There are a few factors to mull over. Cost is important, but you don’t want to sacrifice safety in the name of saving money. What is the carrier’s reputation for safety? What’s their customer service like?
Larger shipping companies offer all-in-one solutions – from handling, customs and excise documentation to shipping calculators. The most reputable shipping companies include the following:
- FedEx International shipping
- UPS International Shipping
- DHL International Shipping
9. Maintain a healthy cash flow
Gaps in working capital are a fact of life in international trade. Therefore, get to grips with your cash flow.
Regularly paying your suppliers on time helps with maintaining a healthy cash flow. However, sometimes this isn’t possible. Consider using trade finance products to keep the engine running.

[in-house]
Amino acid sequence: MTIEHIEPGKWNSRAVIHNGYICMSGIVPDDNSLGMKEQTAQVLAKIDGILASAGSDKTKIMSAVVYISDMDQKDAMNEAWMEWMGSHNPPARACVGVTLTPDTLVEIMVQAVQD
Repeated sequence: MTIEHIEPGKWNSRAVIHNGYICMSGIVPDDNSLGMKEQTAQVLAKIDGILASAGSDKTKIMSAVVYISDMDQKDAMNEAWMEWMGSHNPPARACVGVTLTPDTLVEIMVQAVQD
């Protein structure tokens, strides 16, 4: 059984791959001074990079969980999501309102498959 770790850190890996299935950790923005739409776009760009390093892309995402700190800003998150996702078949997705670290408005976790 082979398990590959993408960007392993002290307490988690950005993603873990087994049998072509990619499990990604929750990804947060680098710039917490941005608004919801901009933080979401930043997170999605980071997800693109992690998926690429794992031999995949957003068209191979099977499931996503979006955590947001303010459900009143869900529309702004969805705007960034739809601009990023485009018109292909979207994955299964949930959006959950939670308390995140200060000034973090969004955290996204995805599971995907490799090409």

SME trade finance allows businesses in the UK to receive financing from financial institutions to bridge the cash-flow gap.
A Letter of Credit is useful. A financial institution becomes your guarantor – promising that they will pay if you can’t.
If you need money quickly, you could consider factoring. You sell your invoices at a discounted rate to a third-party financial institution, who in turn sells the invoices to the supplier.
10. Put effort into your after-sales service
Your promotional effort doesn’t stop after a sale. Once your customer base has been established, it is crucial to stay in touch to ensure they are happy with your level of service. This builds trust and loyalty.
Do business without borders
Silverbird doesn’t just offer you tips – we offer real-world solutions.
Silverbird offers business accounts tailored exclusively to global SMEs exporting all over the world. With Silverbird, you can hold, transfer and exchange foreign currencies online with just a single account. Convert 30+ currencies. Avoid low forex rates when transferring funds with multi-currency accounts catered to your needs.
Enjoy a free and frictionless free trade experience with Silverbird. Sign up today and make it a reality.
Author: Melissa Yeo
Illustration: Kate Faldina